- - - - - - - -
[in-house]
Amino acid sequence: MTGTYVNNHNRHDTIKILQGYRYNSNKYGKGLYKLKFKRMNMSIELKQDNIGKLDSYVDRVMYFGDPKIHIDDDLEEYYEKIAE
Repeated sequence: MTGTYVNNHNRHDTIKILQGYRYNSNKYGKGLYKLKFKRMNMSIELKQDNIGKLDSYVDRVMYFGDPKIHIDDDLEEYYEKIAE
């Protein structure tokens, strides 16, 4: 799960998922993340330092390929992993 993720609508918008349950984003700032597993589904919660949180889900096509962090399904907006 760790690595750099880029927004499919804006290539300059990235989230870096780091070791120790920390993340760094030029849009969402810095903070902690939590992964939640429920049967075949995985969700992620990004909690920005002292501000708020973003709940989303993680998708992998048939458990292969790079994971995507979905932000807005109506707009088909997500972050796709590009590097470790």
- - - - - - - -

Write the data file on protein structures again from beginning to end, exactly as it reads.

[in-house]
Amino acid sequence: MTGTYVNNHNRHDTIKILQGYRYNSNKYGKGLYKLKFKRMNMSIELKQDNIGKLDSYVDRVMYFGDPKIHIDDDLEEYYEKIAE
Repeated sequence: MTGTYVNNHNRHDTIKILQGYRYNSNKYGKGLYKLKFKRMNMSIELKQDNIGKLDSYVDRVMYFGDPKIHIDDDLEEYYEKIAE
């Protein structure tokens, strides 16, 4: 799960998922993340330092390929992993 993720609508918008349950984003700032597993589904919660949180889900096509962090399904907006 760790690595750099880029927004499919804006290539300059990235989230870096780091070791120790920390993340760094030029849009969402810095903070902690939590992964939640429920049967075949995985969700992620990004909690920005002292501000708020973003709940989303993680998708992998048939458990292969790079994971995507979905932000807005109506707009088909997500972050796709590009590097470790």